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Its popularity, though, has little to do with politics.

“The book is about the normal lives of the American people, so it does nothing to help me understand American policy of today,” said Song Chol, a 63-year-old professor who has spent much of his life studying “juche,” the North Korean philosophy of self-reliance that is quasi-religious dogma here.

“I read it a long time ago,” Song then growled, making clear that additional questions should be on juche.

Like Mitchell’s postwar southerners, North Koreans know about living through terrible times.

Over 1 million North Koreans are thought to have died in the Korean War, and hundreds of thousands more in the mid-1990s famine. Rights activists say more than 100,000 people are held in political prisons. Poverty is the norm.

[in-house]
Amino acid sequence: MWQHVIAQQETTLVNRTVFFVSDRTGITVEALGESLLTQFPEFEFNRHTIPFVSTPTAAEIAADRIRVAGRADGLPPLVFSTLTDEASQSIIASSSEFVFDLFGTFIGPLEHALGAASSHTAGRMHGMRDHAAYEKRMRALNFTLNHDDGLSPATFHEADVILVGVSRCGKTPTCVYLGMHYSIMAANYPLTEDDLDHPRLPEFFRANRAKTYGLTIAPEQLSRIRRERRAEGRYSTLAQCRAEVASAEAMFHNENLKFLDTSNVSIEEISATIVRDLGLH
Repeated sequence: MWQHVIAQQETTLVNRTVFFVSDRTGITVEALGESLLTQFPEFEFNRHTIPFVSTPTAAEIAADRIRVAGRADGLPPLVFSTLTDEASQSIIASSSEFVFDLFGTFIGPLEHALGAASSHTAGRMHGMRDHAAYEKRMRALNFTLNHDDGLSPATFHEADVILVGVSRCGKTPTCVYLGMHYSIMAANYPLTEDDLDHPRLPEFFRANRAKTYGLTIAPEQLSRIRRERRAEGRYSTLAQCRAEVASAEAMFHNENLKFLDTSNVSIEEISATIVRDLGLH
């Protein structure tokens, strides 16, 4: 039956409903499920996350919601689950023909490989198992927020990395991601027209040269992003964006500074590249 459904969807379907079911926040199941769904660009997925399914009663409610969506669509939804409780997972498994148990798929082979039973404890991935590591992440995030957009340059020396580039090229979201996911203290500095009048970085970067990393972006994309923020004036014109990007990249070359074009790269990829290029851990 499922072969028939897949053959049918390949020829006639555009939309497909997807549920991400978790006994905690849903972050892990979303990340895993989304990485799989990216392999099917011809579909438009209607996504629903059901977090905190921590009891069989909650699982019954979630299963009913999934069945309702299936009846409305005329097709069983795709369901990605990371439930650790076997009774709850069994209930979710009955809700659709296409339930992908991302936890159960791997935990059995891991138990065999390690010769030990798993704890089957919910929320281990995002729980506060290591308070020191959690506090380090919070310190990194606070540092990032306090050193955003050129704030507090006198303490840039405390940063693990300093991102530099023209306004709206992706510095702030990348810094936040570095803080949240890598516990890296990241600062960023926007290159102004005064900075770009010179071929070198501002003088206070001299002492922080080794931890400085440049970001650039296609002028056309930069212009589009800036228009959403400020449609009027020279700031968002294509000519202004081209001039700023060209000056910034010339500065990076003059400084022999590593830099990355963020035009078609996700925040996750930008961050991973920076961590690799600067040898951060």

The economy has improved for some over the past couple of years, and there are now a handful of rich North Koreans who can buy BMWs and flat-screen TVs.

But most people barely get by. They earn a few dollars a month, and count themselves lucky if they own a bicycle. They are tough people, who endure North Korea’s brutal winters in thin cotton overcoats, plow fields with wooden farm tools and make ends meet by selling dumplings or laundry detergent in street markets.

“The weak perish in `Gone With the Wind,’ said the former black marketeer. “That is something that North Koreans understand.”


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